Despite new research revealing that two-thirds of small firms suffer from a loss of revenue after severe weather, some 44 per cent of owners have no contingency plan in place to continue trading when the weather turns.
The study, conducted by insurance firm Towergate, found that small companies in Britain lost an average 14.7 hours a year as a result of severe weather.
However, a closer look revealed a more significant impact on the engineering and constructions sectors. Small firms in these outdoor industries stood to lose three working days every year every because of bad weather.
Recent bouts of heavy snow and rain have hit the UK, resulting in cancelled flights from Heathrow and Gatwick, as well as evacuations on the east coast of England where the army has been called in to assist residents.
The main cause of disruption for almost a quarter of businesses was the inability of employees to get into work, while 15 per cent reported that supply chain issues affected trading.
Too wet to shop?
For small businesses relying on footfall and customers through the doors, severe weather poses an even greater threat to profits.
Retailers that adopt a “bricks and clicks” strategy – using a web presence alongside the in-store offering – can combat against this additional loss of revenue by reaching their customers even when they decide to stay indoors.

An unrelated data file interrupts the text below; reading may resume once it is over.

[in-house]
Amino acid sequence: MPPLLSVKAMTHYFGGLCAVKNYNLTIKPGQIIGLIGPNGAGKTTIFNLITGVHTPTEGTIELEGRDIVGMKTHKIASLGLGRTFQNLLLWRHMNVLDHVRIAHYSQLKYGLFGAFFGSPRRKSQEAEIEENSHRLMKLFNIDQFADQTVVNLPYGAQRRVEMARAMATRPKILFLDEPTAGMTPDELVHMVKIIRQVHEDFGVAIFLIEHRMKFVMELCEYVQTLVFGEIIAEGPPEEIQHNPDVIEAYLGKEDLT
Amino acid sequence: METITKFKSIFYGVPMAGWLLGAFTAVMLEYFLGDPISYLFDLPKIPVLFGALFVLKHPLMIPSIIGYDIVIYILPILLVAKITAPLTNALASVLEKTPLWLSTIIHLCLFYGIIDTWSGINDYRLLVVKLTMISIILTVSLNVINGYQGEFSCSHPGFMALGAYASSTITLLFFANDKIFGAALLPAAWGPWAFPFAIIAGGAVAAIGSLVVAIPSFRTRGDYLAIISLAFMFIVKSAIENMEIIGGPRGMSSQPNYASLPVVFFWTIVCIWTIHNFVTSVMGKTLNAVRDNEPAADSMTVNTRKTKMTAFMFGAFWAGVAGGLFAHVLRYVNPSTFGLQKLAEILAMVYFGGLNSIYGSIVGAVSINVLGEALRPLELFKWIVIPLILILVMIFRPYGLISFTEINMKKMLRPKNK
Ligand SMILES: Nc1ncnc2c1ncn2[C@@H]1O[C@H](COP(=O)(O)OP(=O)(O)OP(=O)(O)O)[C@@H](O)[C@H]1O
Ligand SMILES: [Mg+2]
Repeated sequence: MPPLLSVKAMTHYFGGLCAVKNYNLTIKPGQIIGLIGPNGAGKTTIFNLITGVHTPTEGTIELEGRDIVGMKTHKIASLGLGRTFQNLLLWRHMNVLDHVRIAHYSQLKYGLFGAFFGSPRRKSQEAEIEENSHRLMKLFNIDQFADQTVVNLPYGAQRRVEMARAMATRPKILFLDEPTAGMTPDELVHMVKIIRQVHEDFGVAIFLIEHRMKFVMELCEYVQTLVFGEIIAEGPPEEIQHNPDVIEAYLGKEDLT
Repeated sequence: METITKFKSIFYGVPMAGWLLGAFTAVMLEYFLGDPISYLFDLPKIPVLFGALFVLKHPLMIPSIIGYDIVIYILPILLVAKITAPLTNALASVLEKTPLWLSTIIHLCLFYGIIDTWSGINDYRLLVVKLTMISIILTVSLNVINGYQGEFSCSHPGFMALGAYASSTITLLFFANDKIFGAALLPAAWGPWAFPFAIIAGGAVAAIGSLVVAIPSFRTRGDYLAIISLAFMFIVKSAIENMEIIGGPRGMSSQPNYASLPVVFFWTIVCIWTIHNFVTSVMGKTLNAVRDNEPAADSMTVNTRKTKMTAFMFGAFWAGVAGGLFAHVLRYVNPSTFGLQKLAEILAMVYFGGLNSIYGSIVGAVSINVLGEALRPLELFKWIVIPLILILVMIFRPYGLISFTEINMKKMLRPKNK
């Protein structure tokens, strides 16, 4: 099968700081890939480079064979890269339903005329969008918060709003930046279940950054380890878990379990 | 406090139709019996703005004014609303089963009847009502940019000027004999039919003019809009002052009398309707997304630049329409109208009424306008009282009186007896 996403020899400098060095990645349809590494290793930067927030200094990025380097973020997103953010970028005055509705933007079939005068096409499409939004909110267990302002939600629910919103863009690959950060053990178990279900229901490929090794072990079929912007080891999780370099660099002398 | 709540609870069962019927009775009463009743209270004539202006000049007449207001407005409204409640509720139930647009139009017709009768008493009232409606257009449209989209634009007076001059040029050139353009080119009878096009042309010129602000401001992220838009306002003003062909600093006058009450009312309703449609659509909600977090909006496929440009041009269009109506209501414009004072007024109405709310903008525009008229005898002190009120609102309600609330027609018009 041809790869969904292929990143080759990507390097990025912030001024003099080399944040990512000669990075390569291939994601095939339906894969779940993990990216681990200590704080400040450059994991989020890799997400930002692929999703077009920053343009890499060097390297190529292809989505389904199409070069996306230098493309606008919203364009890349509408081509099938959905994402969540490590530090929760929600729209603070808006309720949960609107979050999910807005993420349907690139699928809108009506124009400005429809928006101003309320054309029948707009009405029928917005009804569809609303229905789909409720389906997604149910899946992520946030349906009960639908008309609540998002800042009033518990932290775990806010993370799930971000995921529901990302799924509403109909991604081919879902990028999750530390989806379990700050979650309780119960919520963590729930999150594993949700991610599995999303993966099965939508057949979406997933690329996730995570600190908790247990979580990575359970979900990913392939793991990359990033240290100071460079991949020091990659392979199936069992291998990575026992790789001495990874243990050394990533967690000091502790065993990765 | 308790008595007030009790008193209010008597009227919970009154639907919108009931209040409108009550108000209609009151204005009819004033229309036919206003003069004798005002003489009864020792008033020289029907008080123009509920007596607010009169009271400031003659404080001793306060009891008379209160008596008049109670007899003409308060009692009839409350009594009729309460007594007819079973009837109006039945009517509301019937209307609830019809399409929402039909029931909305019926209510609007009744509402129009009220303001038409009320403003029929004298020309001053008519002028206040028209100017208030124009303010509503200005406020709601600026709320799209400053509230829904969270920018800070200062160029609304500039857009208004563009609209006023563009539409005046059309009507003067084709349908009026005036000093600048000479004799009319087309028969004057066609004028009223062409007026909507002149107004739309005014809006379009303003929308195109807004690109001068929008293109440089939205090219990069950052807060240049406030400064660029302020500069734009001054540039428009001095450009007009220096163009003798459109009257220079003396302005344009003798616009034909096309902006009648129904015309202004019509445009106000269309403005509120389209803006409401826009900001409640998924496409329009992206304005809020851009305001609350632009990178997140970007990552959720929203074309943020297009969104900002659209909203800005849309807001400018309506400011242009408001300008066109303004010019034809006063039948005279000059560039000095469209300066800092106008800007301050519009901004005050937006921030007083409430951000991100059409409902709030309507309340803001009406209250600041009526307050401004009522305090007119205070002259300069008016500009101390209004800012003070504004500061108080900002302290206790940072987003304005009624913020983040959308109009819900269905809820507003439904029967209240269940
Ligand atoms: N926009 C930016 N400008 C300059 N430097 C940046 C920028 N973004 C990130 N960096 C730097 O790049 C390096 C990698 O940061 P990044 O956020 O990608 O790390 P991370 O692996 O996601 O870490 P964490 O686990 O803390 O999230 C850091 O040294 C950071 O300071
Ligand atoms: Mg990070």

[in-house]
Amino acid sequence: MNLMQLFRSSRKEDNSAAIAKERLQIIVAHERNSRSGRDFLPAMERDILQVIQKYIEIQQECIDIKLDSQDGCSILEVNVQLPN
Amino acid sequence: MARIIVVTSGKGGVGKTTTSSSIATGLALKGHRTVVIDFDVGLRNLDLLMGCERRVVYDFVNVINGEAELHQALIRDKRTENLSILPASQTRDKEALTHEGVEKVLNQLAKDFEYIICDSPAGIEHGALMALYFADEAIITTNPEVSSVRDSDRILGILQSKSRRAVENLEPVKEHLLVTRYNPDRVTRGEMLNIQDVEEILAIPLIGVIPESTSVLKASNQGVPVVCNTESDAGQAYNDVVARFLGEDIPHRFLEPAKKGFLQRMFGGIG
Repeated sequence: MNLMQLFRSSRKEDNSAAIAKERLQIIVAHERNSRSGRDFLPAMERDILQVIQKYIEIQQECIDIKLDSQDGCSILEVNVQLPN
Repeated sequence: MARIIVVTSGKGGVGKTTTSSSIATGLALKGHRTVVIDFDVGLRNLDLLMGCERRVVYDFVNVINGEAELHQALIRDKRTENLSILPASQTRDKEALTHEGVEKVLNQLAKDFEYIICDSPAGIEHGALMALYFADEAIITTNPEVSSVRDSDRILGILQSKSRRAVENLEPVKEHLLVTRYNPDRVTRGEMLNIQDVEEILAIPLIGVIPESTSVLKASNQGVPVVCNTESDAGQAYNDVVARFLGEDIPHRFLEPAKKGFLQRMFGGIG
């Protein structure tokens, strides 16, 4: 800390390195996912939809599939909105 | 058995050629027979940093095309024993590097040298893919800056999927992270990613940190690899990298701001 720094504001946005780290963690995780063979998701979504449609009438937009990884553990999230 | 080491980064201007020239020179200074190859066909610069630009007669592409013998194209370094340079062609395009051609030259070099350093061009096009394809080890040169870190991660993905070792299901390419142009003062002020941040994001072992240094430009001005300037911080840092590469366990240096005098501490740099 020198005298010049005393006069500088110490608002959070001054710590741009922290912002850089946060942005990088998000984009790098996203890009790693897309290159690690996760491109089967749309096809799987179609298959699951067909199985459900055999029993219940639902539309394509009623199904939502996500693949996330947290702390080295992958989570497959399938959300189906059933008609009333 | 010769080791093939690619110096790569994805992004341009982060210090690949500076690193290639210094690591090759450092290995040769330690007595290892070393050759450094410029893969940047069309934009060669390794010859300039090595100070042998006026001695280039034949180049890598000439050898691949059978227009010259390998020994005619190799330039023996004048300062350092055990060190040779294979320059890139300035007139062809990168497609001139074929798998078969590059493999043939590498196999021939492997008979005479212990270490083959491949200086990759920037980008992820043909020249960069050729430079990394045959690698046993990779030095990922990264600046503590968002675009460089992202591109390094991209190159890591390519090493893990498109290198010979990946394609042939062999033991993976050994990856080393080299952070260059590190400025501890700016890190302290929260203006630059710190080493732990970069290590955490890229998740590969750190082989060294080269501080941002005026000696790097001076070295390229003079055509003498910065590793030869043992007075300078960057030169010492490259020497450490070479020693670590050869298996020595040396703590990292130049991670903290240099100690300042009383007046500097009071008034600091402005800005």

The study also found that over two-thirds of small firms remained uninsured from the effects of severe weather. It was estimated that the average small business risked damage to property and assets worth £523,934 from flooding, high winds and heavy snow.
Commenting on the findings, Towergate’s advisory CEO, Joe Thelwell, warned small business owners to ensure that proper continuity plans were in place to protect against “lost business and unexpected bills” as a result of severe weather damage.
“With millions of people’s livelihoods depending on SMEs, it is crucial that these businesses take steps to better prepare for bad weather so they can get up and running as soon as possible,” Thelwell said in a statement.
“Practically, that could include backing-up computer systems and records, identifying contingency premises or taking out specific policies.”
The below table, provided by Towergate, demonstrates the regional breakdown of businesses that suffer the most from severe weather.
|Region||Percentage of small firms with lost revenue
due to bad weather
|Percentage of small firms without insurance
for bad weather
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